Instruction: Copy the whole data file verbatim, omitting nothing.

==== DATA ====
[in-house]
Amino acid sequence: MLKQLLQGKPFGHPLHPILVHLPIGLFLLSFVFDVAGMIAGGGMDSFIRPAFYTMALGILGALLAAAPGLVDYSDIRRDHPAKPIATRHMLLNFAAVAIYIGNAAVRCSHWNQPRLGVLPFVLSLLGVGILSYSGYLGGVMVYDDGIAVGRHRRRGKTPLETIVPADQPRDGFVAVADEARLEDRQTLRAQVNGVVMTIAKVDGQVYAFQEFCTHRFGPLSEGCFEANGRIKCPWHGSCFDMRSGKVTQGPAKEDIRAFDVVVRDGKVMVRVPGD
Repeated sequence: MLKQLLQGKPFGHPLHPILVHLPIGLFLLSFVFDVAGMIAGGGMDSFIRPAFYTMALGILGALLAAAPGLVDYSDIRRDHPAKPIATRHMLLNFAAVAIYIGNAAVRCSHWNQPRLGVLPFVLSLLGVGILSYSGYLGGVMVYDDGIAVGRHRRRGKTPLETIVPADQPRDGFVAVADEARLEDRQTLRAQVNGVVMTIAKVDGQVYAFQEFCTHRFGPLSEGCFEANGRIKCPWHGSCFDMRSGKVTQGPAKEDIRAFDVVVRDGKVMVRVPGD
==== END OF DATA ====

[in-house]
Amino acid sequence: MLKQLLQGKPFGHPLHPILVHLPIGLFLLSFVFDVAGMIAGGGMDSFIRPAFYTMALGILGALLAAAPGLVDYSDIRRDHPAKPIATRHMLLNFAAVAIYIGNAAVRCSHWNQPRLGVLPFVLSLLGVGILSYSGYLGGVMVYDDGIAVGRHRRRGKTPLETIVPADQPRDGFVAVADEARLEDRQTLRAQVNGVVMTIAKVDGQVYAFQEFCTHRFGPLSEGCFEANGRIKCPWHGSCFDMRSGKVTQGPAKEDIRAFDVVVRDGKVMVRVPGD
Repeated sequence: MLKQLLQGKPFGHPLHPILVHLPIGLFLLSFVFDVAGMIAGGGMDSFIRPAFYTMALGILGALLAAAPGLVDYSDIRRDHPAKPIATRHMLLNFAAVAIYIGNAAVRCSHWNQPRLGVLPFVLSLLGVGILSYSGYLGGVMVYDDGIAVGRHRRRGKTPLETIVPADQPRDGFVAVADEARLEDRQTLRAQVNGVVMTIAKVDGQVYAFQEFCTHRFGPLSEGCFEANGRIKCPWHGSCFDMRSGKVTQGPAKEDIRAFDVVVRDGKVMVRVPGD